Story Tools: PRINT | Text Size: S M L XL | REPORT TYPO | SEND YOUR FEEDBACK

Random number generation...no dice required

by Paul Jay, CBCNews.ca

Computer generated random numbers - or at least the ones created by commercially available PCs - have generally fallen short of 'true randomness,' since in order to create them the computer has to start with something, and that something is usually some form of complicated mathematical algorithm. For most people, this kind of "pseudo randomness" is probably enough for their needs, but for security encryption and scientific experiments, true randomness is ideal.

Now a new service available online for free has come up with a way to generate these numbers: by tying the number generation to the inherently random processes at the heart of quantum physics.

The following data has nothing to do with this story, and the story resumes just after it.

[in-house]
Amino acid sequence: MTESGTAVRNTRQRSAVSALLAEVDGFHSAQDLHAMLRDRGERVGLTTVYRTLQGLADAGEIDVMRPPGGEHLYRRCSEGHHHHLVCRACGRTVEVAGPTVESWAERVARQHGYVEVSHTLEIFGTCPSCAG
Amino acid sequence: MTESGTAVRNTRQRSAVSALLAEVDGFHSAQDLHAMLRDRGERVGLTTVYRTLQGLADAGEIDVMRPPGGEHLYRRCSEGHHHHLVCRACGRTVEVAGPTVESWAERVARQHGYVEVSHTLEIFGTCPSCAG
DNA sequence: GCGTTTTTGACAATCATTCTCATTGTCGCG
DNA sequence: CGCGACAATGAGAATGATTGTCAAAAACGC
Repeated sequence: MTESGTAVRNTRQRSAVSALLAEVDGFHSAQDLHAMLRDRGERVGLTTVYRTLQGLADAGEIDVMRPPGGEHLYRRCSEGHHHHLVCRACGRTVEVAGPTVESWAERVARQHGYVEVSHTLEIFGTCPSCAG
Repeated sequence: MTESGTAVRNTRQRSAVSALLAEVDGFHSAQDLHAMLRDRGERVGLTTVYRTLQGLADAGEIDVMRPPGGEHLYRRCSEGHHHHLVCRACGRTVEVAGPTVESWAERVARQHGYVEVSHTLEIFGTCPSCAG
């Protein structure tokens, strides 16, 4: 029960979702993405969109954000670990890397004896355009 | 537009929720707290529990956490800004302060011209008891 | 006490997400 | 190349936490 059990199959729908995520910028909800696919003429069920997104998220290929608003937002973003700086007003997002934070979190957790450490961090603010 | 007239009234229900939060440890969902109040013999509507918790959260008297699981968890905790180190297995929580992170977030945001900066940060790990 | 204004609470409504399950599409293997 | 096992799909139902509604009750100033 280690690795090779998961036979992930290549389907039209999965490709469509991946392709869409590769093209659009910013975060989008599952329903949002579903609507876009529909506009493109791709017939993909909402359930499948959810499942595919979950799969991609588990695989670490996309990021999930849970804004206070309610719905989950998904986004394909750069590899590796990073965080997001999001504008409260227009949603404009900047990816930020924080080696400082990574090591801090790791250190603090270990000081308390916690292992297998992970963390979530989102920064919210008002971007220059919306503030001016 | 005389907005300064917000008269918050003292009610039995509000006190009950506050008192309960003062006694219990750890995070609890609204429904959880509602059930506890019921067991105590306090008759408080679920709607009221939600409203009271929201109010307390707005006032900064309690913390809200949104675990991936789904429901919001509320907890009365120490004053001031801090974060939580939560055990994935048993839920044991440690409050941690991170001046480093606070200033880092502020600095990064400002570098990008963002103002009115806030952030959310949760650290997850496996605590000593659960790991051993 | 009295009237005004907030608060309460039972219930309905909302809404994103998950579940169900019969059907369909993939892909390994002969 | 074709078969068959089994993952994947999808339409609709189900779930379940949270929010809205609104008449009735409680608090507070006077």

The Quantum Random Bit Generation Service draws its data from the detection of photon emissions in semiconductors. As the site describes:

In this process photons are detected at random, one by one independently of each other. Timing information of detected photons is used to generate random binary digits - bits.

It's a neat way of generating random numbers, but not the first one available on the internet. Previous random number generators have tied their results to the movement of liquids in a lava lamp or atmospheric noise. And while it may be useful for scientific purposes, the Quantum Random Bit Generation Service isn't quite ready for security encryption, the site warns.